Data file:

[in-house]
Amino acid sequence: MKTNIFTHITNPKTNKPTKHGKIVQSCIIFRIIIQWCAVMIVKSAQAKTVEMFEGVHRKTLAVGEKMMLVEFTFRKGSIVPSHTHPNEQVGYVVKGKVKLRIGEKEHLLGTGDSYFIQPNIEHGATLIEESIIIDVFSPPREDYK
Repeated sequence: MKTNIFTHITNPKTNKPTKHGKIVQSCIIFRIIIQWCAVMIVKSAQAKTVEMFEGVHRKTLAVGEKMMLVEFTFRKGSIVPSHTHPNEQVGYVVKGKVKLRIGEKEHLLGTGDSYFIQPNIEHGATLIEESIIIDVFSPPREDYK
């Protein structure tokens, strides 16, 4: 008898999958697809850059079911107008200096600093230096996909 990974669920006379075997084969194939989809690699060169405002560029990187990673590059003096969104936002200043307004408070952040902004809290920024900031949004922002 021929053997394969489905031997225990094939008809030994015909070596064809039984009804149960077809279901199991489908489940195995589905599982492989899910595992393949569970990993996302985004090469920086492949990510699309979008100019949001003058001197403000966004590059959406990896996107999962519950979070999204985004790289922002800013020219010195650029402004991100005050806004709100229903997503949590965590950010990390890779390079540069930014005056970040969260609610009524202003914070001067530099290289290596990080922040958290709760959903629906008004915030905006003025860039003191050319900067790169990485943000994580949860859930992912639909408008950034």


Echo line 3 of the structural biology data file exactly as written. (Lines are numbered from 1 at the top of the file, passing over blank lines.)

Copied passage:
Repeated sequence: MKTNIFTHITNPKTNKPTKHGKIVQSCIIFRIIIQWCAVMIVKSAQAKTVEMFEGVHRKTLAVGEKMMLVEFTFRKGSIVPSHTHPNEQVGYVVKGKVKLRIGEKEHLLGTGDSYFIQPNIEHGATLIEESIIIDVFSPPREDYK